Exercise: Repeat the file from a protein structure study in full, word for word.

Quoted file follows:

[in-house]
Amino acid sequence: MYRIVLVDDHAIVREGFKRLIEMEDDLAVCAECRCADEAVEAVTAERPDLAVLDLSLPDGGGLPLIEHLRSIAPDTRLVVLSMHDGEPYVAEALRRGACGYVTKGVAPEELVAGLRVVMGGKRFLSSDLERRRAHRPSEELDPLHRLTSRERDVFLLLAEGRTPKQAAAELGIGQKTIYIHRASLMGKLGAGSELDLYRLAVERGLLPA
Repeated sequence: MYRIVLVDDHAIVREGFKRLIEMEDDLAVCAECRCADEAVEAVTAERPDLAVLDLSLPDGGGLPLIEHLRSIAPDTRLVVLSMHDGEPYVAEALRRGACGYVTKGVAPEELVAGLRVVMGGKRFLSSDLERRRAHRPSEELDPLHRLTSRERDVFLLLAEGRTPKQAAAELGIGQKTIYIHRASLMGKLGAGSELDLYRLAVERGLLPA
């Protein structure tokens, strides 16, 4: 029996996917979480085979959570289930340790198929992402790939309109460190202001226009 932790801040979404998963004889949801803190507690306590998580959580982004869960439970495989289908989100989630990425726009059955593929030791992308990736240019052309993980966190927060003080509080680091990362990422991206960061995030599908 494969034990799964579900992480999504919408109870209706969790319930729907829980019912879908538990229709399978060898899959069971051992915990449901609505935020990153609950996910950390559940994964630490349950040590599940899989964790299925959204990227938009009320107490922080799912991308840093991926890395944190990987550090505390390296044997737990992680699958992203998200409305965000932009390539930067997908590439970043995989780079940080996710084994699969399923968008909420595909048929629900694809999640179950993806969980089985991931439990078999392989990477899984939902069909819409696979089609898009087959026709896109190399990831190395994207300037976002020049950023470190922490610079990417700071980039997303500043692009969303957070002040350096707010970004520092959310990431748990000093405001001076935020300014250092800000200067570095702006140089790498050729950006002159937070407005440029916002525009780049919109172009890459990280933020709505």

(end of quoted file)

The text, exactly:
[in-house]
Amino acid sequence: MYRIVLVDDHAIVREGFKRLIEMEDDLAVCAECRCADEAVEAVTAERPDLAVLDLSLPDGGGLPLIEHLRSIAPDTRLVVLSMHDGEPYVAEALRRGACGYVTKGVAPEELVAGLRVVMGGKRFLSSDLERRRAHRPSEELDPLHRLTSRERDVFLLLAEGRTPKQAAAELGIGQKTIYIHRASLMGKLGAGSELDLYRLAVERGLLPA
Repeated sequence: MYRIVLVDDHAIVREGFKRLIEMEDDLAVCAECRCADEAVEAVTAERPDLAVLDLSLPDGGGLPLIEHLRSIAPDTRLVVLSMHDGEPYVAEALRRGACGYVTKGVAPEELVAGLRVVMGGKRFLSSDLERRRAHRPSEELDPLHRLTSRERDVFLLLAEGRTPKQAAAELGIGQKTIYIHRASLMGKLGAGSELDLYRLAVERGLLPA
């Protein structure tokens, strides 16, 4: 029996996917979480085979959570289930340790198929992402790939309109460190202001226009 932790801040979404998963004889949801803190507690306590998580959580982004869960439970495989289908989100989630990425726009059955593929030791992308990736240019052309993980966190927060003080509080680091990362990422991206960061995030599908 494969034990799964579900992480999504919408109870209706969790319930729907829980019912879908538990229709399978060898899959069971051992915990449901609505935020990153609950996910950390559940994964630490349950040590599940899989964790299925959204990227938009009320107490922080799912991308840093991926890395944190990987550090505390390296044997737990992680699958992203998200409305965000932009390539930067997908590439970043995989780079940080996710084994699969399923968008909420595909048929629900694809999640179950993806969980089985991931439990078999392989990477899984939902069909819409696979089609898009087959026709896109190399990831190395994207300037976002020049950023470190922490610079990417700071980039997303500043692009969303957070002040350096707010970004520092959310990431748990000093405001001076935020300014250092800000200067570095702006140089790498050729950006002159937070407005440029916002525009780049919109172009890459990280933020709505």